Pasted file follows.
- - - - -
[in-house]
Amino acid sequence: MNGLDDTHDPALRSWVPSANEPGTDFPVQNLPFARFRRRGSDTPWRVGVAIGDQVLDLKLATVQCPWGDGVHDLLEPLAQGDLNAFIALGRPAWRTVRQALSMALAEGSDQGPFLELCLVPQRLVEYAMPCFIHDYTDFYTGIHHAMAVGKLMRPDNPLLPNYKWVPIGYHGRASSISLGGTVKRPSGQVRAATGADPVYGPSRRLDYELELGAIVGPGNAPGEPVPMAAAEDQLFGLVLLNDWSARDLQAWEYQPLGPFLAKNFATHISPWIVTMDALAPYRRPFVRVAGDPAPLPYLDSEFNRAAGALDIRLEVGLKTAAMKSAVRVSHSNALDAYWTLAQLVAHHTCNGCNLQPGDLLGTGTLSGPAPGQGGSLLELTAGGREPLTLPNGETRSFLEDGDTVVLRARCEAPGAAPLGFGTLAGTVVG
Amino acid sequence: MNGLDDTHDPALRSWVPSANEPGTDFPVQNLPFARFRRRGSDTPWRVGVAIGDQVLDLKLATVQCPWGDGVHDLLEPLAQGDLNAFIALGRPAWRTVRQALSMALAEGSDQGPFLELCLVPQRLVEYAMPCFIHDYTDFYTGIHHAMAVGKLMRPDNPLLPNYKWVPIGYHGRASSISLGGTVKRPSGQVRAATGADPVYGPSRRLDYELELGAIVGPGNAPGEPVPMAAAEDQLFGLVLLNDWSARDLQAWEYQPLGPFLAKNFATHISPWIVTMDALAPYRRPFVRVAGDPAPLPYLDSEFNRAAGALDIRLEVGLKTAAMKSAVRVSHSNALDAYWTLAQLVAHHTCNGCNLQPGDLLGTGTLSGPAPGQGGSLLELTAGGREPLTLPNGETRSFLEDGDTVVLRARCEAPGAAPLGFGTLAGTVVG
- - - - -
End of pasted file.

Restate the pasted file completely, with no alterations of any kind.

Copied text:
[in-house]
Amino acid sequence: MNGLDDTHDPALRSWVPSANEPGTDFPVQNLPFARFRRRGSDTPWRVGVAIGDQVLDLKLATVQCPWGDGVHDLLEPLAQGDLNAFIALGRPAWRTVRQALSMALAEGSDQGPFLELCLVPQRLVEYAMPCFIHDYTDFYTGIHHAMAVGKLMRPDNPLLPNYKWVPIGYHGRASSISLGGTVKRPSGQVRAATGADPVYGPSRRLDYELELGAIVGPGNAPGEPVPMAAAEDQLFGLVLLNDWSARDLQAWEYQPLGPFLAKNFATHISPWIVTMDALAPYRRPFVRVAGDPAPLPYLDSEFNRAAGALDIRLEVGLKTAAMKSAVRVSHSNALDAYWTLAQLVAHHTCNGCNLQPGDLLGTGTLSGPAPGQGGSLLELTAGGREPLTLPNGETRSFLEDGDTVVLRARCEAPGAAPLGFGTLAGTVVG
Amino acid sequence: MNGLDDTHDPALRSWVPSANEPGTDFPVQNLPFARFRRRGSDTPWRVGVAIGDQVLDLKLATVQCPWGDGVHDLLEPLAQGDLNAFIALGRPAWRTVRQALSMALAEGSDQGPFLELCLVPQRLVEYAMPCFIHDYTDFYTGIHHAMAVGKLMRPDNPLLPNYKWVPIGYHGRASSISLGGTVKRPSGQVRAATGADPVYGPSRRLDYELELGAIVGPGNAPGEPVPMAAAEDQLFGLVLLNDWSARDLQAWEYQPLGPFLAKNFATHISPWIVTMDALAPYRRPFVRVAGDPAPLPYLDSEFNRAAGALDIRLEVGLKTAAMKSAVRVSHSNALDAYWTLAQLVAHHTCNGCNLQPGDLLGTGTLSGPAPGQGGSLLELTAGGREPLTLPNGETRSFLEDGDTVVLRARCEAPGAAPLGFGTLAGTVVG